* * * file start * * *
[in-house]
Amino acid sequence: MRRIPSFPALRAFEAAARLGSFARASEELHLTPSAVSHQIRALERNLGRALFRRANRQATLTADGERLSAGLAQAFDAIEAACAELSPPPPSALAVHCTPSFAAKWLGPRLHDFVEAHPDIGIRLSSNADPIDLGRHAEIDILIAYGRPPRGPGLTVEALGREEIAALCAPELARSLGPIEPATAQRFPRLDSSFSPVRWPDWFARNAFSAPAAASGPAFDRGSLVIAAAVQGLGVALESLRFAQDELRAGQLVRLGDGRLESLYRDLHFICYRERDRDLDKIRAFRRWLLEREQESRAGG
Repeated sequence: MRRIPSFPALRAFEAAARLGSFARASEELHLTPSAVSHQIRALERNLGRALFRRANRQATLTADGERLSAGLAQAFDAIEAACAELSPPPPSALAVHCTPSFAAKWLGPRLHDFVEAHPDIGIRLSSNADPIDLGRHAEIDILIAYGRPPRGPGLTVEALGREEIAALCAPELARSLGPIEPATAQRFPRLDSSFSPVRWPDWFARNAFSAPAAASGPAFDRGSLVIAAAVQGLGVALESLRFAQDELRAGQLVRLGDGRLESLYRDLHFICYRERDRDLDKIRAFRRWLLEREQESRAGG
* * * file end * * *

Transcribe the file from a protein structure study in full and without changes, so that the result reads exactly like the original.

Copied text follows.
[in-house]
Amino acid sequence: MRRIPSFPALRAFEAAARLGSFARASEELHLTPSAVSHQIRALERNLGRALFRRANRQATLTADGERLSAGLAQAFDAIEAACAELSPPPPSALAVHCTPSFAAKWLGPRLHDFVEAHPDIGIRLSSNADPIDLGRHAEIDILIAYGRPPRGPGLTVEALGREEIAALCAPELARSLGPIEPATAQRFPRLDSSFSPVRWPDWFARNAFSAPAAASGPAFDRGSLVIAAAVQGLGVALESLRFAQDELRAGQLVRLGDGRLESLYRDLHFICYRERDRDLDKIRAFRRWLLEREQESRAGG
Repeated sequence: MRRIPSFPALRAFEAAARLGSFARASEELHLTPSAVSHQIRALERNLGRALFRRANRQATLTADGERLSAGLAQAFDAIEAACAELSPPPPSALAVHCTPSFAAKWLGPRLHDFVEAHPDIGIRLSSNADPIDLGRHAEIDILIAYGRPPRGPGLTVEALGREEIAALCAPELARSLGPIEPATAQRFPRLDSSFSPVRWPDWFARNAFSAPAAASGPAFDRGSLVIAAAVQGLGVALESLRFAQDELRAGQLVRLGDGRLESLYRDLHFICYRERDRDLDKIRAFRRWLLEREQESRAGG